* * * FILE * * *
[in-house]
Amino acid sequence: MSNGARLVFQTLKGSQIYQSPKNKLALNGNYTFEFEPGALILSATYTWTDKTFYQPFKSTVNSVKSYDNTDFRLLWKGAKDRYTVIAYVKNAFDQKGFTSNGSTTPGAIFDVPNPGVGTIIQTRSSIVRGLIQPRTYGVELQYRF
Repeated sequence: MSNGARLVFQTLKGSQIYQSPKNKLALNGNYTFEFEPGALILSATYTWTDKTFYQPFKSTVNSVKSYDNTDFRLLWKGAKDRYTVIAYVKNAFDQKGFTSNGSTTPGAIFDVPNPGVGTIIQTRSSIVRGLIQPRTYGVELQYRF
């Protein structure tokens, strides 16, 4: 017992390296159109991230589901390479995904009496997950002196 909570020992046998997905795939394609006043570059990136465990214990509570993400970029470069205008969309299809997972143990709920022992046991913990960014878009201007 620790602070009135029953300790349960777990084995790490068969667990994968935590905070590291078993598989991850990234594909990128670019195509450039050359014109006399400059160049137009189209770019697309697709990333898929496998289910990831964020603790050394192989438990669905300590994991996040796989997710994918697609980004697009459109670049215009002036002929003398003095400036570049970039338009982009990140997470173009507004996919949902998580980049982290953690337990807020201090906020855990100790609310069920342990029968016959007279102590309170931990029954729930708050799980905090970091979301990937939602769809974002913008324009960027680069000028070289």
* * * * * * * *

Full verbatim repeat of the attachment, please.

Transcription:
[in-house]
Amino acid sequence: MSNGARLVFQTLKGSQIYQSPKNKLALNGNYTFEFEPGALILSATYTWTDKTFYQPFKSTVNSVKSYDNTDFRLLWKGAKDRYTVIAYVKNAFDQKGFTSNGSTTPGAIFDVPNPGVGTIIQTRSSIVRGLIQPRTYGVELQYRF
Repeated sequence: MSNGARLVFQTLKGSQIYQSPKNKLALNGNYTFEFEPGALILSATYTWTDKTFYQPFKSTVNSVKSYDNTDFRLLWKGAKDRYTVIAYVKNAFDQKGFTSNGSTTPGAIFDVPNPGVGTIIQTRSSIVRGLIQPRTYGVELQYRF
């Protein structure tokens, strides 16, 4: 017992390296159109991230589901390479995904009496997950002196 909570020992046998997905795939394609006043570059990136465990214990509570993400970029470069205008969309299809997972143990709920022992046991913990960014878009201007 620790602070009135029953300790349960777990084995790490068969667990994968935590905070590291078993598989991850990234594909990128670019195509450039050359014109006399400059160049137009189209770019697309697709990333898929496998289910990831964020603790050394192989438990669905300590994991996040796989997710994918697609980004697009459109670049215009002036002929003398003095400036570049970039338009982009990140997470173009507004996919949902998580980049982290953690337990807020201090906020855990100790609310069920342990029968016959007279102590309170931990029954729930708050799980905090970091979301990937939602769809974002913008324009960027680069000028070289």